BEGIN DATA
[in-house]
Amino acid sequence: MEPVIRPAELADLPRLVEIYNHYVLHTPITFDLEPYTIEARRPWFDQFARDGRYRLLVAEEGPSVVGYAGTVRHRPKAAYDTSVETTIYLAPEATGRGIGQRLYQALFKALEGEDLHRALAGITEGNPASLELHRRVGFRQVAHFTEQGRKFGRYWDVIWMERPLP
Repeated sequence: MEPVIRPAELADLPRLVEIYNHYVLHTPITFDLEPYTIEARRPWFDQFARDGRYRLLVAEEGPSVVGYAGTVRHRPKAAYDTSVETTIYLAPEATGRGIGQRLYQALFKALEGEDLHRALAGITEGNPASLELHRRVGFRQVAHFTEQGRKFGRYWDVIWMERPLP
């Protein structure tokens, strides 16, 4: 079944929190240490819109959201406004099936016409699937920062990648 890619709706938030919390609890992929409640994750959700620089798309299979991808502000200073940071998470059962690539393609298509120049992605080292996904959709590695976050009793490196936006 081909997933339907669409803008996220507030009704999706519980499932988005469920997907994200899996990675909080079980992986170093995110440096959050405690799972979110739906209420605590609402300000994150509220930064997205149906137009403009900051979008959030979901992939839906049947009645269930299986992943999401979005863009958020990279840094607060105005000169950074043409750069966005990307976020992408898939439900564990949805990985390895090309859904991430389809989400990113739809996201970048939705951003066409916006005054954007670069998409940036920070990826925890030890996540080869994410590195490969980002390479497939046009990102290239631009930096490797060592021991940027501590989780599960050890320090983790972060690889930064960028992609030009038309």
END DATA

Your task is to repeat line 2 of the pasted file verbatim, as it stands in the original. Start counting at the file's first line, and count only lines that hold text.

Amino acid sequence: MEPVIRPAELADLPRLVEIYNHYVLHTPITFDLEPYTIEARRPWFDQFARDGRYRLLVAEEGPSVVGYAGTVRHRPKAAYDTSVETTIYLAPEATGRGIGQRLYQALFKALEGEDLHRALAGITEGNPASLELHRRVGFRQVAHFTEQGRKFGRYWDVIWMERPLP